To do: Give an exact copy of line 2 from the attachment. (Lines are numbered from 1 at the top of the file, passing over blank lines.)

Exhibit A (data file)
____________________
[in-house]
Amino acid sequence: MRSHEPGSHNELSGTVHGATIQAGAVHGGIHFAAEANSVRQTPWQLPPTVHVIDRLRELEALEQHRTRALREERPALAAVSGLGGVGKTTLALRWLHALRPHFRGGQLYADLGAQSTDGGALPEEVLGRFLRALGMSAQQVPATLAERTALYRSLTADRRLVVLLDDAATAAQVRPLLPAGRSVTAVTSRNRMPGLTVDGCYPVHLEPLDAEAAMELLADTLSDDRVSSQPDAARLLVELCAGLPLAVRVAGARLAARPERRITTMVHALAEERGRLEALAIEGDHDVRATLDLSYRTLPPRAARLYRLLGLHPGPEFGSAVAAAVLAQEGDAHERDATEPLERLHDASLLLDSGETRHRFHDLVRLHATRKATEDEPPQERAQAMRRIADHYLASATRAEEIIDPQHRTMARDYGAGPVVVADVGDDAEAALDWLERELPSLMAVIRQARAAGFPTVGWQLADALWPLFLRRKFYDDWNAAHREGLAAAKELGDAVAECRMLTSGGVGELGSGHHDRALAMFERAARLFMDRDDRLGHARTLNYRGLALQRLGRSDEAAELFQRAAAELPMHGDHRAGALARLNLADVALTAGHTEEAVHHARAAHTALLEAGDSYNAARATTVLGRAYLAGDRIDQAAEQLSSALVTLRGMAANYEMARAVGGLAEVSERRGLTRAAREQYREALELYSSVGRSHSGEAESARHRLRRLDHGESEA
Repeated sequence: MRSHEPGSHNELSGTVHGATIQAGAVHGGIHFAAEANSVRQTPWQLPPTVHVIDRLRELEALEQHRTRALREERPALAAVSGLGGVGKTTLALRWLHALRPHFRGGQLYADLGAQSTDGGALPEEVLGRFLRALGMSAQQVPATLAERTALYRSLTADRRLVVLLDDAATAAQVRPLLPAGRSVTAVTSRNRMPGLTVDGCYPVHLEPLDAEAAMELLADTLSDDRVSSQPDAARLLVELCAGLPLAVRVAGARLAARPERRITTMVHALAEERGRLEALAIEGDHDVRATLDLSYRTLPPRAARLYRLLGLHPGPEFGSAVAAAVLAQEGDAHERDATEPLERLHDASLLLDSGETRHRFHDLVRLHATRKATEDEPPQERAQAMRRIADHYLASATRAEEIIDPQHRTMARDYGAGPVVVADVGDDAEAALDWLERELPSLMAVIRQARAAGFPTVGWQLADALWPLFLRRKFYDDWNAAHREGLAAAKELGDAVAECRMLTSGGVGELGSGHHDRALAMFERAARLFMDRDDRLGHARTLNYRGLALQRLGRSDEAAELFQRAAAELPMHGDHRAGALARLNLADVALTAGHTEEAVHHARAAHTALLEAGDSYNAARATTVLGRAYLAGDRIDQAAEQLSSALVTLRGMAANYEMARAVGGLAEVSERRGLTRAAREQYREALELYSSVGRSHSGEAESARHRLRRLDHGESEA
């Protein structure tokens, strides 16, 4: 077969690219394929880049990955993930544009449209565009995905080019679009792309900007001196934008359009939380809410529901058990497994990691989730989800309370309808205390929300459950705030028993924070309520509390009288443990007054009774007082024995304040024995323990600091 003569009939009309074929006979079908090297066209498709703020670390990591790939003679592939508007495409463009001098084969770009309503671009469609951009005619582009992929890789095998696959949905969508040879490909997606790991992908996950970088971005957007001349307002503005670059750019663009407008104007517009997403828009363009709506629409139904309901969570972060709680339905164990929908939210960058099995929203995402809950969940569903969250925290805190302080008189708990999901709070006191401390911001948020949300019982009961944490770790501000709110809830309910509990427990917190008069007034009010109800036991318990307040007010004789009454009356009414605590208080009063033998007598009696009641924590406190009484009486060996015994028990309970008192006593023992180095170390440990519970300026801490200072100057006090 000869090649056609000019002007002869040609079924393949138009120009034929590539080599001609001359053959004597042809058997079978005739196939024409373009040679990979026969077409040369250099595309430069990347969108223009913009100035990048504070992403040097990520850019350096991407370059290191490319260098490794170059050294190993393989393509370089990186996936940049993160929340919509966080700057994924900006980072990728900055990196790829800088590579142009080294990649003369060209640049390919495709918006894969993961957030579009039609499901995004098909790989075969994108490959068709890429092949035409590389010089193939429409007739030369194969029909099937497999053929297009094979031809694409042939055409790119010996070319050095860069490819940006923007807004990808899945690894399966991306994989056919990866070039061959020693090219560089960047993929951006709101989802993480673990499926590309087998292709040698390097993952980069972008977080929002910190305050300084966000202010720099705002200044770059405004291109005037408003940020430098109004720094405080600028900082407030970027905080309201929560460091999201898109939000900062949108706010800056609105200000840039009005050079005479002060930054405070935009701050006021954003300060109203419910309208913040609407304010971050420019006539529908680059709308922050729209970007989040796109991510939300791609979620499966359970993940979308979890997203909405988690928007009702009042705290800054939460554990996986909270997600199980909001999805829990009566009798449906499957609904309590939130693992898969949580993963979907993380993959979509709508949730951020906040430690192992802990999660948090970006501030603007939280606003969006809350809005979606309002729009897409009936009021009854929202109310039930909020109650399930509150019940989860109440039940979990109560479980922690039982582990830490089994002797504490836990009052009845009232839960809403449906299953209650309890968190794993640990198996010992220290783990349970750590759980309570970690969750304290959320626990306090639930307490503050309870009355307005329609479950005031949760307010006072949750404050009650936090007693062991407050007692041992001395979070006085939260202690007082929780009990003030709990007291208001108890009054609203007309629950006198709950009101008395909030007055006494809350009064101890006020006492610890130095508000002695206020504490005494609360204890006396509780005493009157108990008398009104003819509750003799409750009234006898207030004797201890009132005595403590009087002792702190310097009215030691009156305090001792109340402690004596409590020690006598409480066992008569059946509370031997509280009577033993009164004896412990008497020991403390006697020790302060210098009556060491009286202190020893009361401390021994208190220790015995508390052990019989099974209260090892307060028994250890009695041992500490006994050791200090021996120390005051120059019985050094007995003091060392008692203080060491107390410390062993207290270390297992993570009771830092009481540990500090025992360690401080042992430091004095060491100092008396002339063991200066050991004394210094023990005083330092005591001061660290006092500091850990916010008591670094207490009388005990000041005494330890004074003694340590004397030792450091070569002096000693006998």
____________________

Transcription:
Amino acid sequence: MRSHEPGSHNELSGTVHGATIQAGAVHGGIHFAAEANSVRQTPWQLPPTVHVIDRLRELEALEQHRTRALREERPALAAVSGLGGVGKTTLALRWLHALRPHFRGGQLYADLGAQSTDGGALPEEVLGRFLRALGMSAQQVPATLAERTALYRSLTADRRLVVLLDDAATAAQVRPLLPAGRSVTAVTSRNRMPGLTVDGCYPVHLEPLDAEAAMELLADTLSDDRVSSQPDAARLLVELCAGLPLAVRVAGARLAARPERRITTMVHALAEERGRLEALAIEGDHDVRATLDLSYRTLPPRAARLYRLLGLHPGPEFGSAVAAAVLAQEGDAHERDATEPLERLHDASLLLDSGETRHRFHDLVRLHATRKATEDEPPQERAQAMRRIADHYLASATRAEEIIDPQHRTMARDYGAGPVVVADVGDDAEAALDWLERELPSLMAVIRQARAAGFPTVGWQLADALWPLFLRRKFYDDWNAAHREGLAAAKELGDAVAECRMLTSGGVGELGSGHHDRALAMFERAARLFMDRDDRLGHARTLNYRGLALQRLGRSDEAAELFQRAAAELPMHGDHRAGALARLNLADVALTAGHTEEAVHHARAAHTALLEAGDSYNAARATTVLGRAYLAGDRIDQAAEQLSSALVTLRGMAANYEMARAVGGLAEVSERRGLTRAAREQYREALELYSSVGRSHSGEAESARHRLRRLDHGESEA